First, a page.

When one thinks of the equatorial pacific nation of Kiribati, there are obvious things that spring to mind. Rising sea levels, speeches at climate change rallies, unrelenting sights of opaque blue for visiting consultants name just a few of those things. But amongst the 33 atolls of this vast expanse of pagan democracy and unrelenting trade winds lies a surfing community that is as unique as the I-Kiribati themselves. When the trade winds die down, switch around to northerlies, the wind swept easterly swells are interrupted by ground swells weaving their way around Noumea, Vanuatu and Fiji, the members of the Kiribati Surfing Association (KSA) gather together on a dust heavy and truck battered causeway to check the conditions. Tarawa is their home and they make the most of any opportunity. Nick McDermott, the president of the KSA and the heir to the throne of Kiribati surfing royalty behind Chuck Corbett (Pacific Charlie), is the leader of the pack. He has been running surfing lessons for the local groms for more than twelve years and can feel the swells course through his veins.
Famed for breaks on Kiritimati (Christmas) Island and Tabuaeran (Fanning) Island, Tarawa is also not without its quality. When the south swells roll through and crash on the outer tidal reefs it is a joyous occasion for all involved. As the locals look out from their cars, further smashing coral dust into the road, the KSA are surfing, relishing the warm waters, crystal blue lines of swell rolling through having been uninterrupted since rounding the Tasmanian coastline
With no surf shops within 2,000 miles, the resources are limited. Fins run aground on reefs, boards are dinged and compression spots are inevitable through constant and highly enjoyed thrashing and slashing. The motley crew of New Zealanders, Australians, and local lads ensure that fun is always found. Resident turtles rear their heads as though to check if we will be staying for a while. Dolphins egotistically fly by, showing that they are really the powerhouses of hydro activity. There is no envy or jealousy in these line-ups. The I-Kiribati are traditionally at one with the sea. Fishing is a daily ritual that not only provides the opportunity to spend your days snoozing and searching, but also delivers food for your extended family and community.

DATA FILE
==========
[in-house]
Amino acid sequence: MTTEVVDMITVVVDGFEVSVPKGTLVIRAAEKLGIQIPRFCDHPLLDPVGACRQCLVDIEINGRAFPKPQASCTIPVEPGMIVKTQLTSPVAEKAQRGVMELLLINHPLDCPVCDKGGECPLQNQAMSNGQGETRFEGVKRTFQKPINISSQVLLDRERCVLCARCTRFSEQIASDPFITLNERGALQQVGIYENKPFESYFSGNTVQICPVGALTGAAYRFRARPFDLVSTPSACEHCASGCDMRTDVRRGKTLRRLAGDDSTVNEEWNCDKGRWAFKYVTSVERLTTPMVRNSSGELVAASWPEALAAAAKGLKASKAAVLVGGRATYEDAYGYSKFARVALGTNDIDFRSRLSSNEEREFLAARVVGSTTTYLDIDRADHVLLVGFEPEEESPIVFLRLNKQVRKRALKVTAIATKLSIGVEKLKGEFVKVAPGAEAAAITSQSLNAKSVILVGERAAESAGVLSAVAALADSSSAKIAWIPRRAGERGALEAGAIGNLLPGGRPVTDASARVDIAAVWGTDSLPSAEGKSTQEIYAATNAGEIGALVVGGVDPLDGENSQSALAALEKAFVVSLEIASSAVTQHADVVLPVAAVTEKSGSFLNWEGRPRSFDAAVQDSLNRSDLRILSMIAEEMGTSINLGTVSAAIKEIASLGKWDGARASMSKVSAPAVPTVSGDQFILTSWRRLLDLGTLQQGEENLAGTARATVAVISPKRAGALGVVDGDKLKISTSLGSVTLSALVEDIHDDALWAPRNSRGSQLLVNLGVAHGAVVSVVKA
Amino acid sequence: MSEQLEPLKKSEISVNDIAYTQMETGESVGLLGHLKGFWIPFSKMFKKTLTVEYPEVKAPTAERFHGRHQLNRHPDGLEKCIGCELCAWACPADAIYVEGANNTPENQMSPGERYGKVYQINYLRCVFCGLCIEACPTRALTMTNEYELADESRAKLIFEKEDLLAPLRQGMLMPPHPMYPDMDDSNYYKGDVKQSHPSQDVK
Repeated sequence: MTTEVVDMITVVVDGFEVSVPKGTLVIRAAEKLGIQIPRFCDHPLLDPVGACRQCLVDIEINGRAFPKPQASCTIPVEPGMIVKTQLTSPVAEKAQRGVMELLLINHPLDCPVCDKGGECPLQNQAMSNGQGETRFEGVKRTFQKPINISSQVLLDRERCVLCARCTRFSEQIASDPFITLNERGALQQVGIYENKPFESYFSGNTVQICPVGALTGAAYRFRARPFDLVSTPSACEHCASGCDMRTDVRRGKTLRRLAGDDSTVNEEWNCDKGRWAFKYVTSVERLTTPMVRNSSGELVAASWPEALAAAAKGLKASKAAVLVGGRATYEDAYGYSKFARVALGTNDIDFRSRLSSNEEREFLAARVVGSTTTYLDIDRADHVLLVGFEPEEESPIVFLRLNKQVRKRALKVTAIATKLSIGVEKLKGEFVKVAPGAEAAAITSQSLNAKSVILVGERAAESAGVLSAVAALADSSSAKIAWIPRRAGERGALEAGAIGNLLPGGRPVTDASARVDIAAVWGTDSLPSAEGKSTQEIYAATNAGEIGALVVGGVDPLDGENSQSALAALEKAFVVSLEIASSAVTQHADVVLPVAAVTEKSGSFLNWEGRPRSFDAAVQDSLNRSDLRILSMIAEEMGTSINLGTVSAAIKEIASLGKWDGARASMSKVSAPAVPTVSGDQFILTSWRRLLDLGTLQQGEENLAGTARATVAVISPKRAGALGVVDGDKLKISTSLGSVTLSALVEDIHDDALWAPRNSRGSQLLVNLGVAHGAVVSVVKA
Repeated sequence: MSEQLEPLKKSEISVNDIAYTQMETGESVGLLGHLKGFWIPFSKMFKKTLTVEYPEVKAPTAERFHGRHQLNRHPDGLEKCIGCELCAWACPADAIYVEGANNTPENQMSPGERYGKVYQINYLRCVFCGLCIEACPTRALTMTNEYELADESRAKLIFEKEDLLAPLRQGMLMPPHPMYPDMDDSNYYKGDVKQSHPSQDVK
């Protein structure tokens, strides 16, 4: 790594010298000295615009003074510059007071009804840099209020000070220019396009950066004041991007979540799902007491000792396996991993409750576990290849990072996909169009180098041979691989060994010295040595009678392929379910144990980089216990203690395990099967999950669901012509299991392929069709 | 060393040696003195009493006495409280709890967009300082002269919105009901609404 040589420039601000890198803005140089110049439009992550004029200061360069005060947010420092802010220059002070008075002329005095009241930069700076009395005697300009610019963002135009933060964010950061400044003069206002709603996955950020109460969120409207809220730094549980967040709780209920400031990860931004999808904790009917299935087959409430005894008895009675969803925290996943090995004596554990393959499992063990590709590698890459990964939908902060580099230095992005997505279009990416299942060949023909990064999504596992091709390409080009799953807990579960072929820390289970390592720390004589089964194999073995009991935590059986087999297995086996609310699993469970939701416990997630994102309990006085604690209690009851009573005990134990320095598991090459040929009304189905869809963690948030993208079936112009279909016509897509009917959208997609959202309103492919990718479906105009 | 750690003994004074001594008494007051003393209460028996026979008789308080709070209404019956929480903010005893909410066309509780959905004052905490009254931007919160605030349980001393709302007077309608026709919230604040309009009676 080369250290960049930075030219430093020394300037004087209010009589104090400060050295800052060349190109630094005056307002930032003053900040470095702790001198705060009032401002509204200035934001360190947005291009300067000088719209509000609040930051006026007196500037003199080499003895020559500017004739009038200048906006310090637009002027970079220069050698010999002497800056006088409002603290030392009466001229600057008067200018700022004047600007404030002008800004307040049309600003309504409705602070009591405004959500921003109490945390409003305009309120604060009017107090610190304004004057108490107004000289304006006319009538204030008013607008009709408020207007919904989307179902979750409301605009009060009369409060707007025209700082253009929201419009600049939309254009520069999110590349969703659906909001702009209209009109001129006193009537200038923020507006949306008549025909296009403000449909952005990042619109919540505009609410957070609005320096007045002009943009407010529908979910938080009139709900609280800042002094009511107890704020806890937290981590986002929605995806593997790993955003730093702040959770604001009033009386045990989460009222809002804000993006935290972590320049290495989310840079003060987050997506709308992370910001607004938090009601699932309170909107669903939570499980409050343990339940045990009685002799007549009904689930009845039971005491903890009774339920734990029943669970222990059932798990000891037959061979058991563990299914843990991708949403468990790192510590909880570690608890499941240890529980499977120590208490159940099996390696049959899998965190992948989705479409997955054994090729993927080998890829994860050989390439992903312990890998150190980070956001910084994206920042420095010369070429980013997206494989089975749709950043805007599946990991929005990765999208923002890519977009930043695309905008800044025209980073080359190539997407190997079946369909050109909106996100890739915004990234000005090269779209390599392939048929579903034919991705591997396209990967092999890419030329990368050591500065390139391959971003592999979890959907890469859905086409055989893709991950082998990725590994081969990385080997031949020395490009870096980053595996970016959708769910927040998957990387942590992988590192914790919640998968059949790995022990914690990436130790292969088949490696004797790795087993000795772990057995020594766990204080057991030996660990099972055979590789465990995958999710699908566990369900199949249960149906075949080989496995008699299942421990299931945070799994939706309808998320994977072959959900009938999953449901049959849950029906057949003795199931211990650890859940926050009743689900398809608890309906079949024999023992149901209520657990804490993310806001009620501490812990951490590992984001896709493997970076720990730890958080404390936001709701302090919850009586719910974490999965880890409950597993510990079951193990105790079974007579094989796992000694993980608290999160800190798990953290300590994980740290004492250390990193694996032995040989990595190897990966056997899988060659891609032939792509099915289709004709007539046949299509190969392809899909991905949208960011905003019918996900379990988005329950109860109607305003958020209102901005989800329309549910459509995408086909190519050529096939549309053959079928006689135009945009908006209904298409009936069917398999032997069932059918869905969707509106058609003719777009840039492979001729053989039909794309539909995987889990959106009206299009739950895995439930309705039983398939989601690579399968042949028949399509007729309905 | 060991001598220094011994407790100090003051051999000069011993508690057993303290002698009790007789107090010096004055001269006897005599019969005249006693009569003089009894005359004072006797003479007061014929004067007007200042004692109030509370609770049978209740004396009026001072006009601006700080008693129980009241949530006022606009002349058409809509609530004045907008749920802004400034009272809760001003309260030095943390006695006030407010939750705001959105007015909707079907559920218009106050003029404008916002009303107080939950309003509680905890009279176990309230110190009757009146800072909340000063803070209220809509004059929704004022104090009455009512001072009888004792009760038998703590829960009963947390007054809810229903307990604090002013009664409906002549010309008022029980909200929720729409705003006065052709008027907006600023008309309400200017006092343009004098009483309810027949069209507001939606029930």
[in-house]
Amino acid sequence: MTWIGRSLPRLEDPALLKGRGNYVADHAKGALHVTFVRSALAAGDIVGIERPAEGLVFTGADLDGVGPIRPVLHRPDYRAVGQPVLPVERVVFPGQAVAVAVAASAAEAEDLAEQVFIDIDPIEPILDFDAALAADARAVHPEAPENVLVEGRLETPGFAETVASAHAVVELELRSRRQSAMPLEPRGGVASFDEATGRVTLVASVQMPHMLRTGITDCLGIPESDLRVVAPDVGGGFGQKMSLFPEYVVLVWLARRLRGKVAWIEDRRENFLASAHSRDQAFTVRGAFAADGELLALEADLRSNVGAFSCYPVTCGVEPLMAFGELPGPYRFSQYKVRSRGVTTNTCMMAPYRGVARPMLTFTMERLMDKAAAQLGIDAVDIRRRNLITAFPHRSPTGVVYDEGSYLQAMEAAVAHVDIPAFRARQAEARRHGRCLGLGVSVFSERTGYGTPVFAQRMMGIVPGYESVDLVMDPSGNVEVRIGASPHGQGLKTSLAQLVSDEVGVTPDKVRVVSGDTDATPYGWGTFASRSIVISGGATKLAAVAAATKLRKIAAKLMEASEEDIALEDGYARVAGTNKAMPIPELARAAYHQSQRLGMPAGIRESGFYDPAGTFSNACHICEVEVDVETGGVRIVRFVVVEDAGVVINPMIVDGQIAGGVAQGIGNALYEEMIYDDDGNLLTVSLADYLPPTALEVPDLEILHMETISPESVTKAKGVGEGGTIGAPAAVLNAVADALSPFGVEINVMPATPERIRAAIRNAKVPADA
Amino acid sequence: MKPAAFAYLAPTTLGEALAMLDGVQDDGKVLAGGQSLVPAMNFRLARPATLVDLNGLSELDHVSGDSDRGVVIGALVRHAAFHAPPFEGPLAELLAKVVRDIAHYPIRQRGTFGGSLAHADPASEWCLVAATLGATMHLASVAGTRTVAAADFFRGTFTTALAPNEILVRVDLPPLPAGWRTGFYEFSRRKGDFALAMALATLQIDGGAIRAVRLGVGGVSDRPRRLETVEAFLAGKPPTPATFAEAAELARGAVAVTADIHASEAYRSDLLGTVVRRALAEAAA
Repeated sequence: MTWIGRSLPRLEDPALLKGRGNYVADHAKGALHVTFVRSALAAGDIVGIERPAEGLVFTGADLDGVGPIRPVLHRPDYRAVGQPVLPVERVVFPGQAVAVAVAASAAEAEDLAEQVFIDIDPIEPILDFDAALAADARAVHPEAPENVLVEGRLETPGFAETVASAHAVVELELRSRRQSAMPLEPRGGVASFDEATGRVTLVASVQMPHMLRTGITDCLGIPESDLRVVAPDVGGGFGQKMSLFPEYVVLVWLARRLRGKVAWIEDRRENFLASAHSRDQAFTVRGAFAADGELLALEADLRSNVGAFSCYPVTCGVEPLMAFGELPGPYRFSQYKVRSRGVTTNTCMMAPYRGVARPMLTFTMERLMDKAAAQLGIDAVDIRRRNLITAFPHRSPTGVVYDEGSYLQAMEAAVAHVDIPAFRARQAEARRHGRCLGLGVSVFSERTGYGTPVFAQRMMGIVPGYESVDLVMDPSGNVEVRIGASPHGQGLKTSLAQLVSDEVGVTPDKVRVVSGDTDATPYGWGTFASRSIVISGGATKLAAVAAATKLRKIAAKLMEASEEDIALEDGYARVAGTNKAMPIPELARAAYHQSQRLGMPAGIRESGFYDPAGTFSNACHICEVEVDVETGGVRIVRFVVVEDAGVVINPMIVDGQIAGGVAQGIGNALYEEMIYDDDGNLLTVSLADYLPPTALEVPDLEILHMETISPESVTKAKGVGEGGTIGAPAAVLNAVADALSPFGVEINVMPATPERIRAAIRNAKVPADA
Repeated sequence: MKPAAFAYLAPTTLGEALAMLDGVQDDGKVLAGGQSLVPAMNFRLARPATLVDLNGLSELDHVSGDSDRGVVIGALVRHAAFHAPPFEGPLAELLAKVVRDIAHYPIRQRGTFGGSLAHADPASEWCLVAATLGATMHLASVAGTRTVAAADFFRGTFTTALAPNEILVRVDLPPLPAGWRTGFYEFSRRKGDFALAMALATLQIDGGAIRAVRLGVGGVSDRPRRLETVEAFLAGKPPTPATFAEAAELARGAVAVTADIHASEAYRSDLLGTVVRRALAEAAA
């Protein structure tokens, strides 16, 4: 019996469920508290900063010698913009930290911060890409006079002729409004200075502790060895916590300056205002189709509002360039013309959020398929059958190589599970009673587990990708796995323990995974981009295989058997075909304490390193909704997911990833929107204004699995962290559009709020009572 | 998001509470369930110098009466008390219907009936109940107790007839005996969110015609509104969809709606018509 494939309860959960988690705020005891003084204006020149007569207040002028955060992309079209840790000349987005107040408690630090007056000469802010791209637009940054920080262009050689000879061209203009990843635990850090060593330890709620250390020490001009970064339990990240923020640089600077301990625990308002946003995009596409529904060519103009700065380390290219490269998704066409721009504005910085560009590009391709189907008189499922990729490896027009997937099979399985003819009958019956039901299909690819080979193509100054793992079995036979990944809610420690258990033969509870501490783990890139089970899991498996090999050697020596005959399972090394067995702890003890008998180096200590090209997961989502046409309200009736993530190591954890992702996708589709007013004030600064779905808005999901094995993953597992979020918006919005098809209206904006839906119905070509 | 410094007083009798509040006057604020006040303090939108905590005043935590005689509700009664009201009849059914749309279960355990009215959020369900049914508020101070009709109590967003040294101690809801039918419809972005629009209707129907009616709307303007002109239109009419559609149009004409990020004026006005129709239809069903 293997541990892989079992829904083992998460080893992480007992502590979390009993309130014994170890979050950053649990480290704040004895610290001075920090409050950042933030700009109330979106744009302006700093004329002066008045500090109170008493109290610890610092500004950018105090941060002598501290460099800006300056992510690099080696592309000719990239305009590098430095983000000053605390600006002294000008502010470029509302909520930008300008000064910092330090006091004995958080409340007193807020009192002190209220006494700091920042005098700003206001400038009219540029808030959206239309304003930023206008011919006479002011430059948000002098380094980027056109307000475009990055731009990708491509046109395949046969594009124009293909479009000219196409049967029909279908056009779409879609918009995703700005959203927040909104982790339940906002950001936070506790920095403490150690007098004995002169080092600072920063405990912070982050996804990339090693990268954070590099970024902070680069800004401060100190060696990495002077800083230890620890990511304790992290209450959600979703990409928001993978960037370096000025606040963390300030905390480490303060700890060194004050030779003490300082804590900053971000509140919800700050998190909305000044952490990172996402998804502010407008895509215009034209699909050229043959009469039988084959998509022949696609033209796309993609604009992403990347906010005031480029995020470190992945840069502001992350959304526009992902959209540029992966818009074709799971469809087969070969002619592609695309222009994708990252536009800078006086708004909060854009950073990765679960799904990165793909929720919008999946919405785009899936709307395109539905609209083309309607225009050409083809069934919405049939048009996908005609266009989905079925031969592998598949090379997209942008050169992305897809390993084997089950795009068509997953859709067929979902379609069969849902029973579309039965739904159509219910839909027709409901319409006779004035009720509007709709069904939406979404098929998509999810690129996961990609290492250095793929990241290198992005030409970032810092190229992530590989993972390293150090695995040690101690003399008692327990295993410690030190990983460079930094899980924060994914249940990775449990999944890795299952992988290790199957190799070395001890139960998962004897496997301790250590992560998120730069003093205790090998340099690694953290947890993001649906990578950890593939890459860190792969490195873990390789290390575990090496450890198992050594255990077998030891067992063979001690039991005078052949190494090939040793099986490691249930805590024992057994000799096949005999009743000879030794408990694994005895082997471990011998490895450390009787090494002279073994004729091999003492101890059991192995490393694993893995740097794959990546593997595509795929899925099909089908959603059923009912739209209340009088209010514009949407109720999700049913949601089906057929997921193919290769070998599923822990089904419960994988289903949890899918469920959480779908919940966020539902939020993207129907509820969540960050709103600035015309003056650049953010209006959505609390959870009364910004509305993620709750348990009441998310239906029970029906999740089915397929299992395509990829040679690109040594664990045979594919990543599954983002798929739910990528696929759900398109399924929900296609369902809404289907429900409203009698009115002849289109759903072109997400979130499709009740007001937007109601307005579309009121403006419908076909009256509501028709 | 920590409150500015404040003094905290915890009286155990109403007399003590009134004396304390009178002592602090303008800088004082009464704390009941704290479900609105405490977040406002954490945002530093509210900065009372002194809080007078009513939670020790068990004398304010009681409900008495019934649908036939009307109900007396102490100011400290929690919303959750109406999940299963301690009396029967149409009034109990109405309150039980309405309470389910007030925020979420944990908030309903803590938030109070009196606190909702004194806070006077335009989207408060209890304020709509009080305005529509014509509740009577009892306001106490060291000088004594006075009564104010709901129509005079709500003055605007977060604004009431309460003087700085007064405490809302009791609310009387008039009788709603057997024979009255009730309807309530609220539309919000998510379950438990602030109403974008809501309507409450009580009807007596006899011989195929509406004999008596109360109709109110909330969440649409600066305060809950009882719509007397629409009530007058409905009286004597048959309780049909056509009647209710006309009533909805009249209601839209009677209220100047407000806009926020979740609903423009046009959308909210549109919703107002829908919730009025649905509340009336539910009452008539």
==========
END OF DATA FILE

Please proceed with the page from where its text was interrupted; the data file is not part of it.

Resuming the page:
There is much unexplored potential hiding in this scattered nation. Once held by British rule, then fought over during the Second World War, left for independence, now somewhat forgotten as the seas fanatically rise and past colonizers turn their heads. The surfing community here does not take heed of the past and instead looks to the future of what surfing can become in a nation that is starting from the reef up. With every atoll having the potential in the correct conditions to produce perfect, solid, long period, reef breaks, it is almost a pleasure to begin thinking of.
It is a strange feeling to be sitting in the line-up, knowing that for thousands of miles you may be the only one sampling the equator at its blessed best. A disheveled foamie nestled between your legs, as parrotfish fly by underneath you, your mind wanders. As surfing is for many of us a release, the messaging of this stoic art is now penetrating the I-Kiribati. The more visible the art is, the more interest will be generated. The love of the ocean is instilled early on in Kiribati. the local kids use planks of wood, styrofoam, or anything else they can get their hands on in an effort to practice “Karibaba,” the gliding in white water on ones stomach. With this as a solid foundation there is much hope for the spread of surfing throughout the Kiribati atolls. This must be done sustainably, as it would be a travesty to lose the elegance and true remoteness of this slice of sand in the middle of the earth.